IBM is offering special financing for its System x family of servers that are bundled with VMware's vSphere 4 virtualization platform in a move that aims to make it easier for businesses to bring virtualization into their data centers.
The financing plan, which essentially trades hefty up-front costs for more manageable monthly payments and can be used on purchases as small as $5,000, covers IBM's entire line of x86 systems, including rack and tower models as well as BladeCenter blade systems.
It also includes the System x3950, which VMware used as its reference platform while developing vSphere 4's scalability capabilities.
The goal of the financing package, which was announced June 30 and will run for the rest of 2009, is to offer businesses a way of adopting virtualization technology during these recessionary times, when money is tight, according to Alex Yost, vice president of IBM's Systems and Technology Group.
"Our new financing options offer access to capital at competitive rates and monthly payment structures based on fair market value leases instead of up-front cost to help clients improve the cash flow and financial metrics from their IT upgrades," Yost said in a statement. "Today, IT projects need to preserve cash and provide a healthy return on investment."
IBM officials used the example of VMware technology that would enable a business to virtualize 70 workloads bundled with a System x3850, which normally would sell for about $59,000. Through the financing plan, a company could purchase that system with no up-front costs and monthly payments of about $1,675.
IBM is planning to extend the financing plan to its iDataPlex servers later in 2009.
Charles King, an analyst with Pund-IT Research, said most server financing offers amount to little more than talk. However, IBM's plan to offer financing for servers with bundled VMware technology makes sense because it addresses how to consolidate x86 workloads onto virtual machines and the fact that many companies are unable to take advantage of virtualization's capabilities because they can't afford the up-front costs.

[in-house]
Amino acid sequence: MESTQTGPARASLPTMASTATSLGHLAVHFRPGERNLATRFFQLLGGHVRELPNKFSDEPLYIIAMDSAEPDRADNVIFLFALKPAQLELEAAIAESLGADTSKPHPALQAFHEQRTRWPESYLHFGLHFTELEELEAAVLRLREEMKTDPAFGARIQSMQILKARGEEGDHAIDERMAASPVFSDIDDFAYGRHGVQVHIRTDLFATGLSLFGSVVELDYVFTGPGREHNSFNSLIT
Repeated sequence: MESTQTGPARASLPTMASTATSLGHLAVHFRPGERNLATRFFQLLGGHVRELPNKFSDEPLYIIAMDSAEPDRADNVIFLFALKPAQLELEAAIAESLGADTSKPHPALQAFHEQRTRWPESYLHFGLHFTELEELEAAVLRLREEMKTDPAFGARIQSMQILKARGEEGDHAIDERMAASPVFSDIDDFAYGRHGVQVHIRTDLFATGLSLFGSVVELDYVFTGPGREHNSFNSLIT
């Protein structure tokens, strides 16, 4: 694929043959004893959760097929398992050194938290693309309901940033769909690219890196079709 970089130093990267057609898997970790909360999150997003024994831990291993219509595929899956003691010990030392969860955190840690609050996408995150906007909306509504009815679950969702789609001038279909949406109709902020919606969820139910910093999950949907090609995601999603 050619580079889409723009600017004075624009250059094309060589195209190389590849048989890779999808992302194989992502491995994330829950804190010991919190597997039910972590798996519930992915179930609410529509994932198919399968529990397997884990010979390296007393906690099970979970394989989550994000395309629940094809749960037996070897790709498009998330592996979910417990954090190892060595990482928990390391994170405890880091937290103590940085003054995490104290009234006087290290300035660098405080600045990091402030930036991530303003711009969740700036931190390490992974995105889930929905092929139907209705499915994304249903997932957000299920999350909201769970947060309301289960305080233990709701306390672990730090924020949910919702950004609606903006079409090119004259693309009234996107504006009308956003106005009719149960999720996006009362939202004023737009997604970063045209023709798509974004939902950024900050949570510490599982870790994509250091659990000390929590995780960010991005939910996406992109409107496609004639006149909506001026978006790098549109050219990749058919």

"Some might scoff that such 'no money down' offerings are mere gimmicks that have more in common with used car sales than business computing," King wrote in a report issued July 1. "But those voices either ignore or are ignorant of the deleterious impact that ongoing data center power and cooling expenses and system complexity can have on IT TCO. By assisting qualified companies to gain access to combined System x/BladeCenter and vSphere solutions, IBM is helping those customers to immediately gain the potential benefits of virtualization and improve their cash flow by reducing IT costs."
VMware announced vSphere 4 in April and released it a month later. The platform is an update to the company's ESX Server technology, and was designed with cloud computing in mind.
Among the new features in vSphere 4 are scalability of up to 512 CPUs on up to 320 virtual machines, the ability to address 1TB of server memory and support for 64 processing cores.